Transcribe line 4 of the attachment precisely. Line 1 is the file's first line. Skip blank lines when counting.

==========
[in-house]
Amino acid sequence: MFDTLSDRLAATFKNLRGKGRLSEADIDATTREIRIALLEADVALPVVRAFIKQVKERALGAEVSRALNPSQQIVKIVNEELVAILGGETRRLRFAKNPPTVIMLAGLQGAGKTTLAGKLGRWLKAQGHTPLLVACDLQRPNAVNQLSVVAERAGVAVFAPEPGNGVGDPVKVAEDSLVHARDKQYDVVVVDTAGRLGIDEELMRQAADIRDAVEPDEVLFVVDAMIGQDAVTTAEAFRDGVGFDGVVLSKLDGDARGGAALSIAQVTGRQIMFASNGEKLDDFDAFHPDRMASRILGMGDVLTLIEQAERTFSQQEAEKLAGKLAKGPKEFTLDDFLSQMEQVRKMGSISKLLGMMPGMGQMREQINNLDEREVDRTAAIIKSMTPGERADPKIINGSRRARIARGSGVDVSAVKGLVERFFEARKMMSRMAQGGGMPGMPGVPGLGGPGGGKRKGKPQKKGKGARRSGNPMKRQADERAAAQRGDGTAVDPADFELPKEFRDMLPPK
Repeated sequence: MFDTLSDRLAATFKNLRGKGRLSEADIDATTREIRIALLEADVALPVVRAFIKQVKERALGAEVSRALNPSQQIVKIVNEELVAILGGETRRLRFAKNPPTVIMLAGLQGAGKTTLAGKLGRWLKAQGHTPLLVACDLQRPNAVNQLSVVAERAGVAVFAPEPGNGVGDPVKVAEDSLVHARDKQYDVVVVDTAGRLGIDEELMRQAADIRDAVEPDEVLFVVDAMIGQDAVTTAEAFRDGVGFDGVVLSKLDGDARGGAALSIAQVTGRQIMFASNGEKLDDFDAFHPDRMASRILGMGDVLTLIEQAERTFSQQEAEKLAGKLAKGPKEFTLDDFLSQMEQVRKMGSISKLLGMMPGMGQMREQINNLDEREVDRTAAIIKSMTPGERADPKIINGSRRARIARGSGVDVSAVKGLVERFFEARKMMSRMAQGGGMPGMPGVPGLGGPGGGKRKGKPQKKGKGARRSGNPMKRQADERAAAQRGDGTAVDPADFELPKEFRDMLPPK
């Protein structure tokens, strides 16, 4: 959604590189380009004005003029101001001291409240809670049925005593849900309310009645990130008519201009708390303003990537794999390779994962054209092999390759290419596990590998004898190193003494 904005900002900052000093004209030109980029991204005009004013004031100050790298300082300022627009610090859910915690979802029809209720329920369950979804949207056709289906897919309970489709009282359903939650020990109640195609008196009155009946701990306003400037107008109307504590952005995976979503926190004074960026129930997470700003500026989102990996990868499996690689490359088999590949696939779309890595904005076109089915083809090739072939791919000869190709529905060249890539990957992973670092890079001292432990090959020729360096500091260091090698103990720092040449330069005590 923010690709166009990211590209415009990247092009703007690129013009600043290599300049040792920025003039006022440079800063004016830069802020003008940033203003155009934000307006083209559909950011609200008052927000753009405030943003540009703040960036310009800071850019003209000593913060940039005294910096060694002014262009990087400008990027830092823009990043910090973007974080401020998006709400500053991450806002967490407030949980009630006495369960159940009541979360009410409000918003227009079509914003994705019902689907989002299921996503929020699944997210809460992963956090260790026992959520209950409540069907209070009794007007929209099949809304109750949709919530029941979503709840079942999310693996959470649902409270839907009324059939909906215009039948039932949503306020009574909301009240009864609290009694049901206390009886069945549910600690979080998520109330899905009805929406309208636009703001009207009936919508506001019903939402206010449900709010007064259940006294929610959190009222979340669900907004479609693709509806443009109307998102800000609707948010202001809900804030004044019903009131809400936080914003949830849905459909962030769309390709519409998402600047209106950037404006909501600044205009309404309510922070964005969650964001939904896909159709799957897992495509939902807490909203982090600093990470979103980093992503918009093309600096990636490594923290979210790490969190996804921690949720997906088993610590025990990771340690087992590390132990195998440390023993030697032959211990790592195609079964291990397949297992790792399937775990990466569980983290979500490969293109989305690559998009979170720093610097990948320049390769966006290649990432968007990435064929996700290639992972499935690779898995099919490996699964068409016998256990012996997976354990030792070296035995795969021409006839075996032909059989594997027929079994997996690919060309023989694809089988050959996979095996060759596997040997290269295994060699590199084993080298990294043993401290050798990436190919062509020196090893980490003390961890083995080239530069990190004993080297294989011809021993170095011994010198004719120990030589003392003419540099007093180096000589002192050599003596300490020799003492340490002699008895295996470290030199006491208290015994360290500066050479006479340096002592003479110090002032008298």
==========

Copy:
């Protein structure tokens, strides 16, 4: 959604590189380009004005003029101001001291409240809670049925005593849900309310009645990130008519201009708390303003990537794999390779994962054209092999390759290419596990590998004898190193003494 904005900002900052000093004209030109980029991204005009004013004031100050790298300082300022627009610090859910915690979802029809209720329920369950979804949207056709289906897919309970489709009282359903939650020990109640195609008196009155009946701990306003400037107008109307504590952005995976979503926190004074960026129930997470700003500026989102990996990868499996690689490359088999590949696939779309890595904005076109089915083809090739072939791919000869190709529905060249890539990957992973670092890079001292432990090959020729360096500091260091090698103990720092040449330069005590 923010690709166009990211590209415009990247092009703007690129013009600043290599300049040792920025003039006022440079800063004016830069802020003008940033203003155009934000307006083209559909950011609200008052927000753009405030943003540009703040960036310009800071850019003209000593913060940039005294910096060694002014262009990087400008990027830092823009990043910090973007974080401020998006709400500053991450806002967490407030949980009630006495369960159940009541979360009410409000918003227009079509914003994705019902689907989002299921996503929020699944997210809460992963956090260790026992959520209950409540069907209070009794007007929209099949809304109750949709919530029941979503709840079942999310693996959470649902409270839907009324059939909906215009039948039932949503306020009574909301009240009864609290009694049901206390009886069945549910600690979080998520109330899905009805929406309208636009703001009207009936919508506001019903939402206010449900709010007064259940006294929610959190009222979340669900907004479609693709509806443009109307998102800000609707948010202001809900804030004044019903009131809400936080914003949830849905459909962030769309390709519409998402600047209106950037404006909501600044205009309404309510922070964005969650964001939904896909159709799957897992495509939902807490909203982090600093990470979103980093992503918009093309600096990636490594923290979210790490969190996804921690949720997906088993610590025990990771340690087992590390132990195998440390023993030697032959211990790592195609079964291990397949297992790792399937775990990466569980983290979500490969293109989305690559998009979170720093610097990948320049390769966006290649990432968007990435064929996700290639992972499935690779898995099919490996699964068409016998256990012996997976354990030792070296035995795969021409006839075996032909059989594997027929079994997996690919060309023989694809089988050959996979095996060759596997040997290269295994060699590199084993080298990294043993401290050798990436190919062509020196090893980490003390961890083995080239530069990190004993080297294989011809021993170095011994010198004719120990030589003392003419540099007093180096000589002192050599003596300490020799003492340490002699008895295996470290030199006491208290015994360290500066050479006479340096002592003479110090002032008298």